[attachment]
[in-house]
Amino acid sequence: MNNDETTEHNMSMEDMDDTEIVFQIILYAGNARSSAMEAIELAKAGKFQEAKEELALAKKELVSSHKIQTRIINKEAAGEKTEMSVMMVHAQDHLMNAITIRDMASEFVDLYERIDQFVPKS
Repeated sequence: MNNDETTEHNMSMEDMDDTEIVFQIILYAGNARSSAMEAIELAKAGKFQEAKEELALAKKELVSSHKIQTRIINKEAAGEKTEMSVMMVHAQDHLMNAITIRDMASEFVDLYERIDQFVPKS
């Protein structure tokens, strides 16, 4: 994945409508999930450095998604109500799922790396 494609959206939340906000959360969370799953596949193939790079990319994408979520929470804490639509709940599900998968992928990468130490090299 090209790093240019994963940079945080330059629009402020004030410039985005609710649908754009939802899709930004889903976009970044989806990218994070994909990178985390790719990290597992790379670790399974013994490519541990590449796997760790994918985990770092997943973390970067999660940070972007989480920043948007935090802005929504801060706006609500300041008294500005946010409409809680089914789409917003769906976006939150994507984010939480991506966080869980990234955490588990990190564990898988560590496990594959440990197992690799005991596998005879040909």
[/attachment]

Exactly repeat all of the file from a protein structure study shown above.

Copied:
[in-house]
Amino acid sequence: MNNDETTEHNMSMEDMDDTEIVFQIILYAGNARSSAMEAIELAKAGKFQEAKEELALAKKELVSSHKIQTRIINKEAAGEKTEMSVMMVHAQDHLMNAITIRDMASEFVDLYERIDQFVPKS
Repeated sequence: MNNDETTEHNMSMEDMDDTEIVFQIILYAGNARSSAMEAIELAKAGKFQEAKEELALAKKELVSSHKIQTRIINKEAAGEKTEMSVMMVHAQDHLMNAITIRDMASEFVDLYERIDQFVPKS
């Protein structure tokens, strides 16, 4: 994945409508999930450095998604109500799922790396 494609959206939340906000959360969370799953596949193939790079990319994408979520929470804490639509709940599900998968992928990468130490090299 090209790093240019994963940079945080330059629009402020004030410039985005609710649908754009939802899709930004889903976009970044989806990218994070994909990178985390790719990290597992790379670790399974013994490519541990590449796997760790994918985990770092997943973390970067999660940070972007989480920043948007935090802005929504801060706006609500300041008294500005946010409409809680089914789409917003769906976006939150994507984010939480991506966080869980990234955490588990990190564990898988560590496990594959440990197992690799005991596998005879040909």